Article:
Singapore wakes up to blanket of altocumulus clouds on Sunday morning

Altocumulus clouds do not usually produce rain, but they often signal a coming change in the weather.
Altocumulus clouds do not usually produce rain, but they often signal a coming change in the weather.ST PHOTO: MAK MUN SAN
Altocumulus clouds do not usually produce rain, but they often signal a coming change in the weather.
Altocumulus clouds do not usually produce rain, but they often signal a coming change in the weather.PHOTO: ST READER
Altocumulus clouds do not usually produce rain, but they often signal a coming change in the weather.
Altocumulus clouds do not usually produce rain, but they often signal a coming change in the weather.PHOTO: EMILY CHIN/FACEBOOK
Altocumulus clouds do not usually produce rain, but they often signal a coming change in the weather.
Altocumulus clouds do not usually produce rain, but they often signal a coming change in the weather.PHOTO: PAULINE ANG/FACEBOOK
Altocumulus clouds do not usually produce rain, but they often signal a coming change in the weather.
Altocumulus clouds do not usually produce rain, but they often signal a coming change in the weather.PHOTO: HASHINI KITHMINI/FACEBOOK
Altocumulus clouds do not usually produce rain, but they often signal a coming change in the weather.
Altocumulus clouds do not usually produce rain, but they often signal a coming change in the weather.PHOTO: DARSHANDM/INSTAGRAM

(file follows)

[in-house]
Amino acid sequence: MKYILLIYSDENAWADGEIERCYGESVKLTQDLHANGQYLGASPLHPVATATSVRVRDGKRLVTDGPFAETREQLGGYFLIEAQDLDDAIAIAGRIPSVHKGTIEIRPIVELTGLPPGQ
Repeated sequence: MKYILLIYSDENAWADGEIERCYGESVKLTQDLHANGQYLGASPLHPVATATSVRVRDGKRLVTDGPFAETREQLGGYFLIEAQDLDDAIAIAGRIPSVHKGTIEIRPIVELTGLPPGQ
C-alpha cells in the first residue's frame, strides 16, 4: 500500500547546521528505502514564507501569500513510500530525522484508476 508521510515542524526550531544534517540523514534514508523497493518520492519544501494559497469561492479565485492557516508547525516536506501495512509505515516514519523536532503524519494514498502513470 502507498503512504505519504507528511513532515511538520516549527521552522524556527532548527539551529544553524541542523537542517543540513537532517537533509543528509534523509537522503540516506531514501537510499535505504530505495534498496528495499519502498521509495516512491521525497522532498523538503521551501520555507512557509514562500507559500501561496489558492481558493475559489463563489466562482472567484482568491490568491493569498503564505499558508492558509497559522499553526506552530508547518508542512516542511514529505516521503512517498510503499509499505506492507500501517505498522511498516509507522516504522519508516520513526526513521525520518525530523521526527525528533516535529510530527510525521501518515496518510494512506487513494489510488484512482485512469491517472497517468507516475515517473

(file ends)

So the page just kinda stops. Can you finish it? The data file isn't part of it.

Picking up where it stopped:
Altocumulus clouds do not usually produce rain, but they often signal a coming change in the weather.
Altocumulus clouds do not usually produce rain, but they often signal a coming change in the weather.PHOTO: JAMES LYNUS/FACEBOOK

SINGAPORE - The skies across Singapore were covered in patches of fluffy altocumulus clouds on Sunday morning (Jan 24).

These mid-level clouds can consist of both water droplets and ice crystals. They typically form at altitudes of 2km to 7km, appearing as layers or waves of rounded cloudlets.

According to the National Environment Agency's (NEA) Meteorological Service Singapore (MSS), altocumulus clouds in the tropics usually come from the remnants of a convective system such as a thunderstorm.

They do not usually produce rain, but they often signal a coming change in the weather.

Later in the afternoon, the MSS reported showers over the northern, southern and western parts of Singapore.